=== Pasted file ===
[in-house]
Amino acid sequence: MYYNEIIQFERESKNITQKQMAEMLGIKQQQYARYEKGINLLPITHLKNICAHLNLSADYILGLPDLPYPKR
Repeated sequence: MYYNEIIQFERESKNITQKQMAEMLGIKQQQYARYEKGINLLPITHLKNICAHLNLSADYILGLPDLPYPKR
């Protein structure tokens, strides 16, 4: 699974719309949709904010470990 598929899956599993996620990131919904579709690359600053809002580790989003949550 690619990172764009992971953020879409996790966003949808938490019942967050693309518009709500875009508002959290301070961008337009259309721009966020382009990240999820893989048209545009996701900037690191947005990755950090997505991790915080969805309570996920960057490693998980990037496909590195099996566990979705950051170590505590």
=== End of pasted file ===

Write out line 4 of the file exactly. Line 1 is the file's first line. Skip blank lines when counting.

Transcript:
């Protein structure tokens, strides 16, 4: 699974719309949709904010470990 598929899956599993996620990131919904579709690359600053809002580790989003949550 690619990172764009992971953020879409996790966003949808938490019942967050693309518009709500875009508002959290301070961008337009259309721009966020382009990240999820893989048209545009996701900037690191947005990755950090997505991790915080969805309570996920960057490693998980990037496909590195099996566990979705950051170590505590």